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Old 01-06-2009, 03:24 AM   #1
dna_alexov
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Default Newbs first beer batch - couple questions

I just got into homebrewing and kegging over the holidays. Was at one of my in-laws and he had the whole keg and tap setup which got me excited to do the same. He however makes his brew at the local u-brew (actually the u-brew makes it, he just fills up his keg). I though want to make my own brew.

I now bought all my homebrew equipment including two home brewing kits, kegging & tap equipment. I just started my first beer kit two days ago (the standard type in a can where you mix with water and sugar and add yeast). I have a few questions:

1) I have two 23L glass carboys with airlocks and two plastic primaries - one of the plastic has a lid while the other is missing the lid but has a nice spout 1" from the bottom to make it easy to transfer into secondary. Which should I use as my primary fermenter? I've been told to use the plastic one with spout at bottom and use use plastic wrap over the opening to avoid particles from falling in. What would you recommend? Is it critical in the primary fermentation stage to be air tight, or can it be exposed to air as long as the brew is not disturbed?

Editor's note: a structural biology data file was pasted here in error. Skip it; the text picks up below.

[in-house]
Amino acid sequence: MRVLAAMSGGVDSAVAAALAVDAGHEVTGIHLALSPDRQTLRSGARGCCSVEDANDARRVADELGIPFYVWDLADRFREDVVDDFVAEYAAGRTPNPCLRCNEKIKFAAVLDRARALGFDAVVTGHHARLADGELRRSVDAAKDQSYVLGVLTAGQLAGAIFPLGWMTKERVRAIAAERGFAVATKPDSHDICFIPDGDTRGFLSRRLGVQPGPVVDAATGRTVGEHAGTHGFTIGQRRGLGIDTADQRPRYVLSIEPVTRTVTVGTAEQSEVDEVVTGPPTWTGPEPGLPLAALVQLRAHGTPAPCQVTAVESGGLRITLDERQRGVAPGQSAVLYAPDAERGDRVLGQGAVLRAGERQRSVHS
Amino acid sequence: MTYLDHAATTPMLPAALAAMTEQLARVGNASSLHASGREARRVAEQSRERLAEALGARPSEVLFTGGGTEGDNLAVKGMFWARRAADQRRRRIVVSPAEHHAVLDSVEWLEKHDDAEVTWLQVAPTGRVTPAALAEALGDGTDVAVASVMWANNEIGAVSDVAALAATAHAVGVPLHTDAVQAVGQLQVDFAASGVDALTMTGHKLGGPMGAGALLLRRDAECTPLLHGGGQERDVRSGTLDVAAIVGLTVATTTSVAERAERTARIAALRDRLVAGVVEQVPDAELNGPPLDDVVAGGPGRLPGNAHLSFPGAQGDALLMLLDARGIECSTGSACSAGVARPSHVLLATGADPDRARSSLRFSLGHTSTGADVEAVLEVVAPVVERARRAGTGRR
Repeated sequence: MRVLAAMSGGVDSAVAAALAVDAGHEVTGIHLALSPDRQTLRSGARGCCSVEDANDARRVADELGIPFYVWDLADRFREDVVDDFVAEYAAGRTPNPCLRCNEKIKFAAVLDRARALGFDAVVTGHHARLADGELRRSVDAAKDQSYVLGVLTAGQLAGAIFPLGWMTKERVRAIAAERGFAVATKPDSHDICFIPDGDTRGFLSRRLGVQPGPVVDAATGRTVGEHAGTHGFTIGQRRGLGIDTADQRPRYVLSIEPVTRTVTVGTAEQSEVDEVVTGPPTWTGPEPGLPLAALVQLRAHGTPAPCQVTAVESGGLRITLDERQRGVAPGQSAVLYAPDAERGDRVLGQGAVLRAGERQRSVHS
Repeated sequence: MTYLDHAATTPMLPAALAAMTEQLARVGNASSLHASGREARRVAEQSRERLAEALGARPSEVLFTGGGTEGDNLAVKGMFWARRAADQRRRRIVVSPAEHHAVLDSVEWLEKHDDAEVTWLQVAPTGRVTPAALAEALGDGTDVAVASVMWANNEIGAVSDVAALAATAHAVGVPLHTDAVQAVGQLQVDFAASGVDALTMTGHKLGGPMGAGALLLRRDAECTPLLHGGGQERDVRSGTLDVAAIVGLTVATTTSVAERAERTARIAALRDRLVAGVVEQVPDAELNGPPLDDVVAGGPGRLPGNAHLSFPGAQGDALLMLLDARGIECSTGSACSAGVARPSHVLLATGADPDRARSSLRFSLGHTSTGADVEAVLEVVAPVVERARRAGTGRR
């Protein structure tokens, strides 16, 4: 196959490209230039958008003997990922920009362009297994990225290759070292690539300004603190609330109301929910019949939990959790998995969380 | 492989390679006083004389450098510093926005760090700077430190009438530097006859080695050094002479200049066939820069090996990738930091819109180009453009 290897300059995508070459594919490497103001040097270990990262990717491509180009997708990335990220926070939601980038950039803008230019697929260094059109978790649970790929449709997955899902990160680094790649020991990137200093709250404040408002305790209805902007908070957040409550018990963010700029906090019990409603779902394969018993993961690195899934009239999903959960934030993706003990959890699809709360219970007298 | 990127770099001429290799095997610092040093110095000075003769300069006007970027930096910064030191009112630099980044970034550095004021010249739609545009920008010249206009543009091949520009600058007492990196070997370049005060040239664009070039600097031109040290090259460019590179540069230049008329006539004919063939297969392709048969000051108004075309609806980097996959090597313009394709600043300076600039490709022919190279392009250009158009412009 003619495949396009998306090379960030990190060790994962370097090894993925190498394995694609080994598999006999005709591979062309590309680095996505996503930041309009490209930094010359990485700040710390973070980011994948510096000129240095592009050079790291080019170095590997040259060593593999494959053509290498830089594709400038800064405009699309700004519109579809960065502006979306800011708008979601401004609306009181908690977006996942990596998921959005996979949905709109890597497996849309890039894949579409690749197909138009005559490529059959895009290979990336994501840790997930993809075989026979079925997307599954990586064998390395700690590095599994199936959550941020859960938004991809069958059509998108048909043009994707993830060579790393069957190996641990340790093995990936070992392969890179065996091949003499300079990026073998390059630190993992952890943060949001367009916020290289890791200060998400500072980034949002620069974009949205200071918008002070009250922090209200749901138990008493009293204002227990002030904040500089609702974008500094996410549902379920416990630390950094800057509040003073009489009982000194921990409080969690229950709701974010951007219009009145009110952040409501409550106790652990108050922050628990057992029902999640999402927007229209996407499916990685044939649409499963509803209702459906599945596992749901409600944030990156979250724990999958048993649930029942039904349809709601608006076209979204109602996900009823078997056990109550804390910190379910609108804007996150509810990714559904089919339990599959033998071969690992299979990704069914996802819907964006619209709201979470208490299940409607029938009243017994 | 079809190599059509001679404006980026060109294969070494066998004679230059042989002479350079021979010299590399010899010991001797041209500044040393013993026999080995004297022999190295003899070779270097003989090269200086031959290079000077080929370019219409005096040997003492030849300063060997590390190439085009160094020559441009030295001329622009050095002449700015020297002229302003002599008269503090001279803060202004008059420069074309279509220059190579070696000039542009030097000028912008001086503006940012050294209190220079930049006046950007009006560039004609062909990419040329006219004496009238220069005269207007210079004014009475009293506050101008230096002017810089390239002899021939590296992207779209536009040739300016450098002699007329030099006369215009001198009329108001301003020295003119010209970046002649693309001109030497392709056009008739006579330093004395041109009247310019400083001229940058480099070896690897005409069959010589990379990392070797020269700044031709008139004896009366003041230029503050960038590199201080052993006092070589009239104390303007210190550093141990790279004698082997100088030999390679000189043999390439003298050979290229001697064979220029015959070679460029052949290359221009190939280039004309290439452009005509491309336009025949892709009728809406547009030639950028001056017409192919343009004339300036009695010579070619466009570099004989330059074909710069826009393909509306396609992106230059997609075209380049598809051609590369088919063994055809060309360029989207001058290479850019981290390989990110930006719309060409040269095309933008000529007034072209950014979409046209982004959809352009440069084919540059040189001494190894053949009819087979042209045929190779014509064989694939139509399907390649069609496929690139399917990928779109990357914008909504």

2) I took OG at 1.032 - does this sound low?

3) the kit instructions were very poor. Basically I took the liquid extract (splashed it into the bottom of the plastic fermenter with the spout, added two litres of hot water and then 20 litres of cool water, mixed with 1.1KG of dextrose (entire contents were at 23L once mixed) - then I added the yeast on top within about a minute, and covered the opening with plastic wrap and left undisturbed now for 2 days. Does anything sound like I've made a mistake? Read that I can use alternatives instead of sugar - can someone please explain? Also read that I can add a litre or two of apple juice in substitute for some of the water - is this recommended for most beers? What other additives are common for extra flavour (ie. can I use cut up fruits)?